Another restriction is that you can't use ORDER BY in a view definition unless you also specify TOP. This restriction returns to the idea that a view defines a data set but not how it's displayed. With ORDER BY and TOP, you define the criteria from which to derive the top n rows. For example, if the data is in descending order by the sum of sales, asking for the TOP 10 will return the top 10 highest sales. Using the Northwind sample database, you can write a query to see the top 10 best-selling products based on the sum of their sales. Listing 1 contains the view definition that represents this data set. The view’s SELECT is straightforward; using TOP restricts the data set to only the TOP n rows. (If you’re not familiar with TOP, see the SQL Server Books Online—BOL—entry about TOP and TOP WITH TIES. Adding TOP to a query may significantly affect the results returned.) TOP n is ideal for creating a small, commonly accessed set of only the most important data based on an ORDER BY clause. Thus, ORDER BY is allowed in a view when you also use TOP.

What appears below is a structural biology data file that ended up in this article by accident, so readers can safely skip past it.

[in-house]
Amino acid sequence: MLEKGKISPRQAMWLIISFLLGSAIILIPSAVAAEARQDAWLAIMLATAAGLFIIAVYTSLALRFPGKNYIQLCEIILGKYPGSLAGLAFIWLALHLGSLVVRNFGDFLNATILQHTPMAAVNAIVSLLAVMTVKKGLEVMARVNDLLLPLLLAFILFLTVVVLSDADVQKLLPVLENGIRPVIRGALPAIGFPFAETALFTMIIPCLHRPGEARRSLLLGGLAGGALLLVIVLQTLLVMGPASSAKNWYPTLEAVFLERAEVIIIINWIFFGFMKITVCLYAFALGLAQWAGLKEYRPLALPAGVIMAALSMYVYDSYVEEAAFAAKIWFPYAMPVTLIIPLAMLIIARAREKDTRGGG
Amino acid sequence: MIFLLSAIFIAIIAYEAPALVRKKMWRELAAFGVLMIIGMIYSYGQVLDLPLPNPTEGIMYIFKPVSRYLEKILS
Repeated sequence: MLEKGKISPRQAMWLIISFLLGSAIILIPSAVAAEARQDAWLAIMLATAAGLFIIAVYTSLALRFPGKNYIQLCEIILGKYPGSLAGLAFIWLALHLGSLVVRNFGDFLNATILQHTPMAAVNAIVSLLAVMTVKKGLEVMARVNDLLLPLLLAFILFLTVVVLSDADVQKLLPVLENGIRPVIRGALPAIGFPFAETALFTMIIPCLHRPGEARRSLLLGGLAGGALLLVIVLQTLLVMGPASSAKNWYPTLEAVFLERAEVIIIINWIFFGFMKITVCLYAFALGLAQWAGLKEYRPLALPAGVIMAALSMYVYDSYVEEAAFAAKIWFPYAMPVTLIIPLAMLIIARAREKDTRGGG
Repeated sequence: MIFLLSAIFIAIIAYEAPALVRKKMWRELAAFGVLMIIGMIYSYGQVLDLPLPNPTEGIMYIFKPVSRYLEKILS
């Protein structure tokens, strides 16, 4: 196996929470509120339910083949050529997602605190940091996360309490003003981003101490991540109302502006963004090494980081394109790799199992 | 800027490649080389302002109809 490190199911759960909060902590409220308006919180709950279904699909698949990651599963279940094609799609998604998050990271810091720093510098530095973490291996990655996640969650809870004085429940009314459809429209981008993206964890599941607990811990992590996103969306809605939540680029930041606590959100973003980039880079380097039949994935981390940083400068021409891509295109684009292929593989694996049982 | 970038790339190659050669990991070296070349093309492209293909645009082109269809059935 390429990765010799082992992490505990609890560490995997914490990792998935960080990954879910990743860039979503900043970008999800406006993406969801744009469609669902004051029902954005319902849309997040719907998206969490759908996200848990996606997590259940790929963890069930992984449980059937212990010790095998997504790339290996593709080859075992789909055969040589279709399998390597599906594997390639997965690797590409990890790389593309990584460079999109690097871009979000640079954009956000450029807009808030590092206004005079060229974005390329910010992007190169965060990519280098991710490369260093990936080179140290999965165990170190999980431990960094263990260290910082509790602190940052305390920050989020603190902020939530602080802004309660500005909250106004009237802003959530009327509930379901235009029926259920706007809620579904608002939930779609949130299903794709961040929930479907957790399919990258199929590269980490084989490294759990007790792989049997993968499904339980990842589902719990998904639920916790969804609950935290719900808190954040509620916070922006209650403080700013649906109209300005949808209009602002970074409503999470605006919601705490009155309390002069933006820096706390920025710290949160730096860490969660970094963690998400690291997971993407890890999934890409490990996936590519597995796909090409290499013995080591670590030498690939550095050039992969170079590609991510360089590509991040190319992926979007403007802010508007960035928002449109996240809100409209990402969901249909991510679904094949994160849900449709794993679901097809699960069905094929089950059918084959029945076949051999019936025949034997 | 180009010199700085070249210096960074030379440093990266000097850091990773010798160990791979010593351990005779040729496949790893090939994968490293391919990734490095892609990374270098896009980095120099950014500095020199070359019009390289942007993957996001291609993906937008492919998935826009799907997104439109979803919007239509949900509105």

Another option for TOP is using TOP n PERCENT instead of TOP n. TOP n returns the first n rows based on the ORDER BY clause. TOP n PERCENT returns that percentage of rows based on the number of rows that would have been in the complete result set. For example, if you ask for TOP 10 PERCENT of a result set that has 100 rows, you receive 10 rows of data. What about TOP 100 PERCENT? Here, you can put an ORDER BY in a view of the entire table.

Before you get too excited about this "trick," let me add a bit of caution. Using this syntax in the wrong places can compromise performance. The only time I suggest ordering the data that a view returns is when you know that the view is used only for reporting. Using an ordered view in conjunction with other objects (i.e., joining it to something else) will cause unnecessary overhead in processing the join.

For example, Listing 2 shows two views that gather data about product sales. Comparing Listing 1 to Listing 2 shows that Listing 2 returns the entire data set rather than just the TOP 10 rows as Listing 1 does. However, Listing 2 creates two views. The first view lists all product sums without an ORDER BY; the second view lists the product sums with an ORDER BY coupled with TOP 100 PERCENT. Also in Listing 2 are two queries that access these views. The first query uses an ORDER BY when accessing the view and the second lets the view perform the ordering.